A snippet from my "advance directives..."
Now, I do have some problems with the Five Wishes--there are some twitchy items I could choose, like wanting everyone in my family to resolve any differences they may have if possible (talk about a good guilt trip to lay on the family as one trips out the door), and wanting all my loved ones to know that I see my death as a time of personal growth for them and me so that the end of my life will have meaning (hmmmmmmmmmm.... that is just too New Age for me and I think there are plenty of things that give life meaning that don't require me or anyone else to think about personal growth). The biggest thing about Five Wishes is that it is a wonderful vehicle to begin thinking about end-of-life issues, but it can't possibly, in itself, carry all the context-sensitive information that you'd want folks to act upon near the end of your life. Thus, you must choose your representative with care and have many conversations with that person, and/or write a lengthy addendum to the Five Wishes. If I choose the Addendum Option, I suspect mine will be about 30 pages long, ranging from the sublime, as:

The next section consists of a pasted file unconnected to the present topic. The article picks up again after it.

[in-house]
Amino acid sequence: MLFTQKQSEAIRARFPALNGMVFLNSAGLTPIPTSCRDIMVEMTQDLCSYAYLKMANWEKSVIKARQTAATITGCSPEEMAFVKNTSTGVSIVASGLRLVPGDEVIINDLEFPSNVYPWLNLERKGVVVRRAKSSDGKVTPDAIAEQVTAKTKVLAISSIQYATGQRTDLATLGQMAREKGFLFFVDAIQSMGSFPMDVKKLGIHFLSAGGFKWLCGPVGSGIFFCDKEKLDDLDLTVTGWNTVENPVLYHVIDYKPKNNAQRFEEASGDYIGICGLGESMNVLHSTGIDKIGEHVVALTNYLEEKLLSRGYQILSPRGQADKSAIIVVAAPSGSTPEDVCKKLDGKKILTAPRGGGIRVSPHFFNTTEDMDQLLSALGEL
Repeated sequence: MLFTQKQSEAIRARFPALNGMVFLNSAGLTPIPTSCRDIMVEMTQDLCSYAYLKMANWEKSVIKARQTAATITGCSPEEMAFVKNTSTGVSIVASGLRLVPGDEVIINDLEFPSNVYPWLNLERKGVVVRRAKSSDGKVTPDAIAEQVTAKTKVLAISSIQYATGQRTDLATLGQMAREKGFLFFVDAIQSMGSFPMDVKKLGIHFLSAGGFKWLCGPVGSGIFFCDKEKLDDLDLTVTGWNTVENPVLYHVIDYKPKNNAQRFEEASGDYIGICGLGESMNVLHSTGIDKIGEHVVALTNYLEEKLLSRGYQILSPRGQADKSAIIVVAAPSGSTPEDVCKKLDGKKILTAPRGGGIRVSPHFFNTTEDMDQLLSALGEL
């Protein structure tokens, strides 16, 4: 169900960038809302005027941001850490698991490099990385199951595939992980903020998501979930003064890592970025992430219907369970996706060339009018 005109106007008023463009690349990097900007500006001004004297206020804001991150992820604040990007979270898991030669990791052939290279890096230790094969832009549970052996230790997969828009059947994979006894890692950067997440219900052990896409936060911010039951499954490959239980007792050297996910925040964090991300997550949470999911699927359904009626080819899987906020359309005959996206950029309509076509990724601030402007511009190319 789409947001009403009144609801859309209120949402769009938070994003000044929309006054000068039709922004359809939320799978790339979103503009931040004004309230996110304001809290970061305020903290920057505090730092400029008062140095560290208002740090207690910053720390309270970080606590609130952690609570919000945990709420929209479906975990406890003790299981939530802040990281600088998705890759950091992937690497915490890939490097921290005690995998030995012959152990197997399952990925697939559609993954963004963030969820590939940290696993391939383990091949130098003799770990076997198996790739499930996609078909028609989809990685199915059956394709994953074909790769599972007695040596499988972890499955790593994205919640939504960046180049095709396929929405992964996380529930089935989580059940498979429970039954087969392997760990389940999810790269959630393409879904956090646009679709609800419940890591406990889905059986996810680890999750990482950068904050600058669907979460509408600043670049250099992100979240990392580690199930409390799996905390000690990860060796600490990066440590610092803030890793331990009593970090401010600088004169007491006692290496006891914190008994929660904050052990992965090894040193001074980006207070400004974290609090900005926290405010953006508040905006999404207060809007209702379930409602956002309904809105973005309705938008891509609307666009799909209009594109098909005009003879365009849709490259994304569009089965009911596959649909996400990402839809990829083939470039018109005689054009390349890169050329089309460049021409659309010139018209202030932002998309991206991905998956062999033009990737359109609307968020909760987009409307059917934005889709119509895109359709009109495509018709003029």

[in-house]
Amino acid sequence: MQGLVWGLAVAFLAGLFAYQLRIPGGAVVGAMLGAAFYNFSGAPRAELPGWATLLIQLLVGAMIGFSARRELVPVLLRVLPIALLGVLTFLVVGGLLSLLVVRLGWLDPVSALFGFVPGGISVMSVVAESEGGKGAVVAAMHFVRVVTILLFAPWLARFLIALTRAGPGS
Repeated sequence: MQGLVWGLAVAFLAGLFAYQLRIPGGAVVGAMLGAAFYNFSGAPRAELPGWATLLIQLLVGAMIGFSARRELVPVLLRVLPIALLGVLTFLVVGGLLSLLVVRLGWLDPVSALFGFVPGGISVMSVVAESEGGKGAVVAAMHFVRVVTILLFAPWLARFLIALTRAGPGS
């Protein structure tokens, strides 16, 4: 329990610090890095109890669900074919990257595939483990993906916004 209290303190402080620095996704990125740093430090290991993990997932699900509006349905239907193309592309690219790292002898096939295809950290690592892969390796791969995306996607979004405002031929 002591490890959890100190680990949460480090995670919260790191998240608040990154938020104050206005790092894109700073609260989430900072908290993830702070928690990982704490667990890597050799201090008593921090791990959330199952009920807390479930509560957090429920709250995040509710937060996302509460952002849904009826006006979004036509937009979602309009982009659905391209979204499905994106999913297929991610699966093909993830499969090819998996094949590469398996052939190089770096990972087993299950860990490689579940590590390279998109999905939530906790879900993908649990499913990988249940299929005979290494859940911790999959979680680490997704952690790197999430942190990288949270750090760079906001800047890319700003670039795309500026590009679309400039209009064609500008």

If I have end-stage dementia and I hate my life and I fall and bust my hip, I truly do not want to do surgery and rehab for the busted hip. There are times and places for huge amounts of painkillers, frequent access to ice cream and mashed potatoes, and letting nature take its course. That's one of them.
To what may seem ridiculous:
If I am in your facility, and I am not able to speak, and you feel impelled to turn the TV to the "relaxing music" option, resist. Resist with all your might and main, because I WILL haunt you. Some "relaxing music" (stuff by Will Ackerman, very notably) is absolutely beautiful and I like it. But the rest? Elevator music. And that stuff sounds to me like fingernails on a chalk board. While the resulting increase in my pulse and blood pressure may be initially gratifying to you, it means I am going nonverbally nutso. And in this, as in so many areas of life, it is, truly, the little things that make a difference.
From time to time I'll put snippets of my Imagined Addendum into the blog with the hope that they will (a) inspire focused thought on your part about your own Advance Directives, and/or (b) make you laugh.